“As I’ve got older, I’ve realised that the seasons really do affect me,” says Gem. “I find myself bright and cheery in spring/summer and definitely more sluggish and slow in the winter/autumn. In order for me to feel the best I can, I love lighting. So I make sure I have my S.A.D. (seasonal affective disorder) lamp on in the morning and then a bright ring light when I have a particular task ahead of me.

“I need my area to be well lit due to my level of sight,” says Chloe, who is also partially sighted due to a visual cortex disorder. “To achieve this I use lamps that have magnifiers and are adjustable so that I can position them to suit me.”

Bulbs generally need to be bright enough to illuminate your working space but not so bright they cause eye strain. A 700 lumens (60 watt) incandescent bulb should suffice, but you may need to experiment to see what works best for your space and requirements.

On all lights, use dimmer switches if you can, allowing you to adjust light levels to suit your situation – and make sure all switches can be easily reached. If you have the option, voice-activated lighting will make life far easier.


Smart home technology could be a consideration when setting up your home office. Read on here to learn how it can help maintain independence and improve quality of life.


3. Storage

As with switches, all storage should be easy to reach without you having to over-extend. “Make sure you have the important things within reach,” says Chloe. “You don’t want to be stretching for anything.” “I’d also opt for drawers over cupboards,” adds Gem. “Drawers are just so much easier for me to reach and to open out than cupboard doors.”

If you’re visually impaired, marking drawers, compartments and switches, with embossed or colour-coded stickers will make it easy to identify what you’re reaching for. Install ergonomic handles that make accessing areas as easy as possible, but avoid unnecessary doors and drawers if they are not essential.

Get into the habit of closing every drawer or door after any use to cut down on the risk of them getting in your way. And get into the habit of having everything in the right place and for anyone who uses the office – be it you, family or caregivers – to know where everything is kept. “That’s vital,” says Gem. “Categorise your drawers and use drawer dividers so that even if you can’t reach something, someone you’re with can easily find what you’re looking for.”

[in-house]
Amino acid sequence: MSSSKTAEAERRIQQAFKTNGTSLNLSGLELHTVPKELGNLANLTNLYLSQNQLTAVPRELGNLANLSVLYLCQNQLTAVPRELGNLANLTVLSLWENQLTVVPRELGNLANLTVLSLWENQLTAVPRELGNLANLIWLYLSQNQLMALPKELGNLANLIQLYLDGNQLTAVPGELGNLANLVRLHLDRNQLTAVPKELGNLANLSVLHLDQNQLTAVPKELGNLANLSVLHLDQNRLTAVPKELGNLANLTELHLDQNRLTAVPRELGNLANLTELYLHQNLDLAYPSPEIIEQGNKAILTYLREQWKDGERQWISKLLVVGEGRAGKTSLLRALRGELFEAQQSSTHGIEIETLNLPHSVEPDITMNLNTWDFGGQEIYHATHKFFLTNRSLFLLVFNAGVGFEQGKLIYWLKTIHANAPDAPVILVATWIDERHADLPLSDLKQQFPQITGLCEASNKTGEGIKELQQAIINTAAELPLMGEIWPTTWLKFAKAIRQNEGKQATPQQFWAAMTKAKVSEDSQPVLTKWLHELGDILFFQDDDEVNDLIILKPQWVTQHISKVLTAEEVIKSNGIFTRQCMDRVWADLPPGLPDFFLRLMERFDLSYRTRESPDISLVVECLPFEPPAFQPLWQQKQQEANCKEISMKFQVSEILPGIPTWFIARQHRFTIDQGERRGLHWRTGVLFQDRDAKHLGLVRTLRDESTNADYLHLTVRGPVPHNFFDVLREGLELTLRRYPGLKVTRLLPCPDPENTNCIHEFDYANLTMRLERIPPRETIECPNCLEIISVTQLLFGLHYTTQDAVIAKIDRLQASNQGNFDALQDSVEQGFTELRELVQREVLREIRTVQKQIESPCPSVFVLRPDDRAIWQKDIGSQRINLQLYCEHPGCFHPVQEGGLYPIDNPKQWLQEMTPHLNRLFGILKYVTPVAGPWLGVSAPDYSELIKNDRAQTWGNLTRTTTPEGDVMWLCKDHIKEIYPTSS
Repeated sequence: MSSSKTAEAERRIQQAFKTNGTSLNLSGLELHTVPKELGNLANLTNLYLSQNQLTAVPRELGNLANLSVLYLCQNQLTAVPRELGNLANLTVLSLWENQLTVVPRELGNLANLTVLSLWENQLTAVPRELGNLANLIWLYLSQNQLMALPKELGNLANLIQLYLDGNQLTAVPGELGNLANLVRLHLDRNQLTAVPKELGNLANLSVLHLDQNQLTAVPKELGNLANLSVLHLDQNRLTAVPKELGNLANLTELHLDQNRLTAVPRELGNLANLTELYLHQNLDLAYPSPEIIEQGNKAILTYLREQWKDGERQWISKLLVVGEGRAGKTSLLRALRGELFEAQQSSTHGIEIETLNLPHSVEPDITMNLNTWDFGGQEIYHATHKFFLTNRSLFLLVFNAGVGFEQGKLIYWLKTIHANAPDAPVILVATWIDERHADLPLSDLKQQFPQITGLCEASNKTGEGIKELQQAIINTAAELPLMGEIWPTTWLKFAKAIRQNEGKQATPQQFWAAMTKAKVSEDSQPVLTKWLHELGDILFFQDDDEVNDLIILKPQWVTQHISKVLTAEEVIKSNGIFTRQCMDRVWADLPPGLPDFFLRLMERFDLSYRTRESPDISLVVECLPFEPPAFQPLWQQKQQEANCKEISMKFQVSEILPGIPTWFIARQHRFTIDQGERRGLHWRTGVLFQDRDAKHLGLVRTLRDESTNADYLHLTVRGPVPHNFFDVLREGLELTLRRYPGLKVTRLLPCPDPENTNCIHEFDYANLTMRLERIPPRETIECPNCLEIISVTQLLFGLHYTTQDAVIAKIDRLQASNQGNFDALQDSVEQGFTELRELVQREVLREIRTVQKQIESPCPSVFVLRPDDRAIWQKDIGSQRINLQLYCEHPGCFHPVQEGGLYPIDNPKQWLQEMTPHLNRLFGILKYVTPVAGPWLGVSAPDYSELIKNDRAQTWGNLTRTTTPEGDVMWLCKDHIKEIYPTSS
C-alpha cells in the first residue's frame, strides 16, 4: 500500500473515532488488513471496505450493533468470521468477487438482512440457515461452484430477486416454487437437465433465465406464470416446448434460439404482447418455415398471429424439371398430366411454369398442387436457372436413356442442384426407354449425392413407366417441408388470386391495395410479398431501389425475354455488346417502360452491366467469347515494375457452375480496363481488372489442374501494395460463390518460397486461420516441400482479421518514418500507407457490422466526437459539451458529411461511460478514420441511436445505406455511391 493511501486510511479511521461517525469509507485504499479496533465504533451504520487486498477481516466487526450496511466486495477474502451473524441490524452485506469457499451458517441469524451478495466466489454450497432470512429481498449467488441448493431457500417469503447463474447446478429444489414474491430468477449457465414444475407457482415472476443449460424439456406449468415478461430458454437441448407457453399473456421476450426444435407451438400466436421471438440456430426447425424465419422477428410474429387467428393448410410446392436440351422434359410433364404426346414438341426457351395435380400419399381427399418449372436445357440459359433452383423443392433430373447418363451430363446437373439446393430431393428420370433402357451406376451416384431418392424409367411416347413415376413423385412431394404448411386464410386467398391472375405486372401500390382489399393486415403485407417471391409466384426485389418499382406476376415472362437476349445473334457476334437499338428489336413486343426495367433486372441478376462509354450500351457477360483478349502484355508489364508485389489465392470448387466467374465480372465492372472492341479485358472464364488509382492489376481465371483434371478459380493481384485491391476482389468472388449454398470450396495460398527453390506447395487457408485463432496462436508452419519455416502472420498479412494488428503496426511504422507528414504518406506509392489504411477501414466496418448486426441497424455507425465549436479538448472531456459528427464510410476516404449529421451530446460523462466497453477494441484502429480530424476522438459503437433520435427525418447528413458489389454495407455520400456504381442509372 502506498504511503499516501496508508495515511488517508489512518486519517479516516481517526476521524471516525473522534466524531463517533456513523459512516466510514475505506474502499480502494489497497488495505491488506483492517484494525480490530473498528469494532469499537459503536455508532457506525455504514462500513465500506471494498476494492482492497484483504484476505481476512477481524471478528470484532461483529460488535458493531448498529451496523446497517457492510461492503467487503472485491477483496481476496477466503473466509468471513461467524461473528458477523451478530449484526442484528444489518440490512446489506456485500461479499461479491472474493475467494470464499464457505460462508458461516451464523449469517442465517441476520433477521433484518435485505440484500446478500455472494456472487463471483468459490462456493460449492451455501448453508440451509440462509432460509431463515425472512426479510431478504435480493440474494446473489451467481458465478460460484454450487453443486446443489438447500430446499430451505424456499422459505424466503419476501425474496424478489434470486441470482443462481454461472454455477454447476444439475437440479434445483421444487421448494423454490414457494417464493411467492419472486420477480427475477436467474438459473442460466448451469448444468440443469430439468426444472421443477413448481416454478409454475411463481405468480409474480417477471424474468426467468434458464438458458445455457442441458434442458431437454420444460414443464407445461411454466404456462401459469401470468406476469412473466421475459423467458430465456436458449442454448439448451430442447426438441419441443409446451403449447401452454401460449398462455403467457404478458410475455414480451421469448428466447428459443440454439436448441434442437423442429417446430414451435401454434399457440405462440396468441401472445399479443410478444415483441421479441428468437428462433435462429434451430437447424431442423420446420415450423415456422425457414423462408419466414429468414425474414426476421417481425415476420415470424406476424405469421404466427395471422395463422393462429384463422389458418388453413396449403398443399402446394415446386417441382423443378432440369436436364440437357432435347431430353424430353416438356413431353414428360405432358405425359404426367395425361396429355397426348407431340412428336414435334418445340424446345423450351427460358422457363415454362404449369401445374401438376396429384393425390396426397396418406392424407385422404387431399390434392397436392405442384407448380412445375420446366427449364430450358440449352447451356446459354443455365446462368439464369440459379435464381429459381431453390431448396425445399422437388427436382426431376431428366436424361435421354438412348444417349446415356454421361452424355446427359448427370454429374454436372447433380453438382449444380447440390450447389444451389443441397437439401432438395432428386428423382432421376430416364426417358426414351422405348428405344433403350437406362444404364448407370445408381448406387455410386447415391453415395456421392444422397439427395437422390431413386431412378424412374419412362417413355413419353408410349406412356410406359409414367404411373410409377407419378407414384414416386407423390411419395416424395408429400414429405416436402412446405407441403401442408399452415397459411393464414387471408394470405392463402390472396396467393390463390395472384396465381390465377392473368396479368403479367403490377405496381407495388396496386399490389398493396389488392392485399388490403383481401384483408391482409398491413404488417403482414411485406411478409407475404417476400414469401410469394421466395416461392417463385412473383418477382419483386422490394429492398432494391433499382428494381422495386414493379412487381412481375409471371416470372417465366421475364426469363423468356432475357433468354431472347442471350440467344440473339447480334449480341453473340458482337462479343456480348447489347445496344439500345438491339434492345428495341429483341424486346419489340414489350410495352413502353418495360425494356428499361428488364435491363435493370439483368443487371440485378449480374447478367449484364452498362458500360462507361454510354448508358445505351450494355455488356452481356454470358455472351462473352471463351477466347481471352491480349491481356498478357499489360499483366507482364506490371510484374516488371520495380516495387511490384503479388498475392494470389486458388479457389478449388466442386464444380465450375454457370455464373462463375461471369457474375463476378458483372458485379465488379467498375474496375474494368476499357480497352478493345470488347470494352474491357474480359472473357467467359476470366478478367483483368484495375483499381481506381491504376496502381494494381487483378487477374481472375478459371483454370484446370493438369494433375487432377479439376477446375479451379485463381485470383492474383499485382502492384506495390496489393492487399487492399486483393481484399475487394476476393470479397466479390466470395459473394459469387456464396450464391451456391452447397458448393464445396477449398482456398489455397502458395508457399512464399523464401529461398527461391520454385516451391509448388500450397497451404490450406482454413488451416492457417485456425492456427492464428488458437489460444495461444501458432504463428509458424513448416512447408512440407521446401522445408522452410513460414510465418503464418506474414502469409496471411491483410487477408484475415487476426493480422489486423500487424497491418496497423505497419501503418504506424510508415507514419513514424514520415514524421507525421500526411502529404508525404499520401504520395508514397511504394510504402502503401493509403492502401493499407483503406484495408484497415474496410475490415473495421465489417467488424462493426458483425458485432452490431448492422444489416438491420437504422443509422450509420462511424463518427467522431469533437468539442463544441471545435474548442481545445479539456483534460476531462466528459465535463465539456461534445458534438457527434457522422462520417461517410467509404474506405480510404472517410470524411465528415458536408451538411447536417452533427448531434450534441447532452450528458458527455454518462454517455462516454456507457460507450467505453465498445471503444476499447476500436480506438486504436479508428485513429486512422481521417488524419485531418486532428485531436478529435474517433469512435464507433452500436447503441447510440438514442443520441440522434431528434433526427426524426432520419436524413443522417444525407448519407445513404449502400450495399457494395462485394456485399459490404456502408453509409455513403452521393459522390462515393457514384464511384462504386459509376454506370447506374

4. The hardware and software

“If you struggle to reach the keyboard, as I do,” says Gem, “I’d definitely recommend investing in an external keyboard and mouse, plus an external USB extension. All three make it easier to work without having to overstretch.”

You’ll have learned already that one of the key things any home office needs is fast, reliable internet connection – you’ll test the patience of your colleagues if your wifi keeps dropping out mid Zoom or Teams conversation. A wide range of adaptable keyboards make typing easier, while adjustable monitors will bring the screen to the height and angle you need.

In recent years both Apple and Microsoft have developed software designed to make your working life easier. Both companies offer software that can magnify the screen for the visually impaired and provide a verbal description of what is shown on the screen – including VoiceOver and Narrator respectively – many of their programmes are built into their computers as standard.

“I’ve also recently discovered something called Otter,” says Gem. “It’s an automated dictation service that helps if you have something large to dictate or to transcribe and it’s been fantastic for me.

“I’ve also taken advantage of Google Home Mini,” she adds. “It really has enhanced how I work in terms of things I can ask it – from the time or to do calculations, to turning the light on for me. As someone who can’t move around very easily – it’s been amazing to be able to sit in the same place while asking these things!”